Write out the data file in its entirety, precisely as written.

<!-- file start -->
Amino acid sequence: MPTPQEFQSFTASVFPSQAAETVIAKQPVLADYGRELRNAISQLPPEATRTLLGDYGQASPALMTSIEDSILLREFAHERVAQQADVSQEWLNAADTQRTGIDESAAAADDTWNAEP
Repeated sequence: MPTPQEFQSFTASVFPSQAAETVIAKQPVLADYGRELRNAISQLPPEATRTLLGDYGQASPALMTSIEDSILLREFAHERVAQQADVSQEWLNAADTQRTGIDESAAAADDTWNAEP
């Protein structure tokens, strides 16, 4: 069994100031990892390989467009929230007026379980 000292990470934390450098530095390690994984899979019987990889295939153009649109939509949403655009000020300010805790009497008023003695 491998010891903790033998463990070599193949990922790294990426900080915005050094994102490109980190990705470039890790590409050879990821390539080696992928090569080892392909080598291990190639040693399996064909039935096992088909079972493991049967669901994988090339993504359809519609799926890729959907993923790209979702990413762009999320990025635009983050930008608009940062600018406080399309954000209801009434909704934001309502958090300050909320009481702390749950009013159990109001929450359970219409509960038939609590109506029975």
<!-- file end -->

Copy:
Amino acid sequence: MPTPQEFQSFTASVFPSQAAETVIAKQPVLADYGRELRNAISQLPPEATRTLLGDYGQASPALMTSIEDSILLREFAHERVAQQADVSQEWLNAADTQRTGIDESAAAADDTWNAEP
Repeated sequence: MPTPQEFQSFTASVFPSQAAETVIAKQPVLADYGRELRNAISQLPPEATRTLLGDYGQASPALMTSIEDSILLREFAHERVAQQADVSQEWLNAADTQRTGIDESAAAADDTWNAEP
């Protein structure tokens, strides 16, 4: 069994100031990892390989467009929230007026379980 000292990470934390450098530095390690994984899979019987990889295939153009649109939509949403655009000020300010805790009497008023003695 491998010891903790033998463990070599193949990922790294990426900080915005050094994102490109980190990705470039890790590409050879990821390539080696992928090569080892392909080598291990190639040693399996064909039935096992088909079972493991049967669901994988090339993504359809519609799926890729959907993923790209979702990413762009999320990025635009983050930008608009940062600018406080399309954000209801009434909704934001309502958090300050909320009481702390749950009013159990109001929450359970219409509960038939609590109506029975």